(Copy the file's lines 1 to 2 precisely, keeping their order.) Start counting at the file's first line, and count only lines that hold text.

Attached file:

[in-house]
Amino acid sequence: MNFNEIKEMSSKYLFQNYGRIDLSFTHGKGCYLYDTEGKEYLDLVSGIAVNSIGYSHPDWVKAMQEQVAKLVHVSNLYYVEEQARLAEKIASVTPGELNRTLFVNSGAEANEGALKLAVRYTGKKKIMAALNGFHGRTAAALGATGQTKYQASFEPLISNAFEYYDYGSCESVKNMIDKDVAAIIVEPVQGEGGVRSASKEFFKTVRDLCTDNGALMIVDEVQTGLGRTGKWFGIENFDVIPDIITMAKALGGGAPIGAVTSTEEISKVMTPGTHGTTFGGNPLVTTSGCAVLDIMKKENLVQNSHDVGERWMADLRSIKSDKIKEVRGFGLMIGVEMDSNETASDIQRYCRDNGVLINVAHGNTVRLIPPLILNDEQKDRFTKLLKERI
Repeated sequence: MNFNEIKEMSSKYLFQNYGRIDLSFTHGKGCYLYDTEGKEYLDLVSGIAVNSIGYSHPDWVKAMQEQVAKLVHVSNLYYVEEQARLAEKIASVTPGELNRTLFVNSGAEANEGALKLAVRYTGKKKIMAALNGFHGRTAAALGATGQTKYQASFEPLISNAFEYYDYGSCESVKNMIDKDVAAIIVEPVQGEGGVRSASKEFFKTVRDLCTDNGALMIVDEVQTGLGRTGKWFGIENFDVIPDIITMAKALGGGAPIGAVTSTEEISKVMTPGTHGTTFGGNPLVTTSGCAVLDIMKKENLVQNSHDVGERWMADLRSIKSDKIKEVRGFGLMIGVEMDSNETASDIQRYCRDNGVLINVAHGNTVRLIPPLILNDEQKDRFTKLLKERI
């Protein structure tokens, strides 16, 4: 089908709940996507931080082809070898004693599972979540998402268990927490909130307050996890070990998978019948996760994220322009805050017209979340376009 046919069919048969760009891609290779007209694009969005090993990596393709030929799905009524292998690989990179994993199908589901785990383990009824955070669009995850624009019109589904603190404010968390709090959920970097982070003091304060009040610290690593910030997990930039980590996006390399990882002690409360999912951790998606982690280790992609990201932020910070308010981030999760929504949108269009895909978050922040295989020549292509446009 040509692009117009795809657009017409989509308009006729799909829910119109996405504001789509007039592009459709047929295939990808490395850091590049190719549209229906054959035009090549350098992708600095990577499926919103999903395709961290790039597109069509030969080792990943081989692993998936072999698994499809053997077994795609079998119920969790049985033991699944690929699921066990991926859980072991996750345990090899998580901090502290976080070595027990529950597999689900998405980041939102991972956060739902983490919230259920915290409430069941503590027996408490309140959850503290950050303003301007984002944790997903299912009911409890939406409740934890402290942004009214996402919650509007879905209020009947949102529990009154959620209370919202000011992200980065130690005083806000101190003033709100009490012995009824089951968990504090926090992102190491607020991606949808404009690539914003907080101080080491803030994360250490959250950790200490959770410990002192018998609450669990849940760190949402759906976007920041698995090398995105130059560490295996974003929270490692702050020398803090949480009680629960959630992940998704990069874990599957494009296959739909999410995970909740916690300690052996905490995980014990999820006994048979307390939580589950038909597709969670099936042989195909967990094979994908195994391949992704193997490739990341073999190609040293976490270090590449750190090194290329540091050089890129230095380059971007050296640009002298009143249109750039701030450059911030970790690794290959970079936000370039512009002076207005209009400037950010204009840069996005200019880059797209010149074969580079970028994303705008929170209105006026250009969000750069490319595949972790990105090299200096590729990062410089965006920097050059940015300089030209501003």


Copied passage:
[in-house]
Amino acid sequence: MNFNEIKEMSSKYLFQNYGRIDLSFTHGKGCYLYDTEGKEYLDLVSGIAVNSIGYSHPDWVKAMQEQVAKLVHVSNLYYVEEQARLAEKIASVTPGELNRTLFVNSGAEANEGALKLAVRYTGKKKIMAALNGFHGRTAAALGATGQTKYQASFEPLISNAFEYYDYGSCESVKNMIDKDVAAIIVEPVQGEGGVRSASKEFFKTVRDLCTDNGALMIVDEVQTGLGRTGKWFGIENFDVIPDIITMAKALGGGAPIGAVTSTEEISKVMTPGTHGTTFGGNPLVTTSGCAVLDIMKKENLVQNSHDVGERWMADLRSIKSDKIKEVRGFGLMIGVEMDSNETASDIQRYCRDNGVLINVAHGNTVRLIPPLILNDEQKDRFTKLLKERI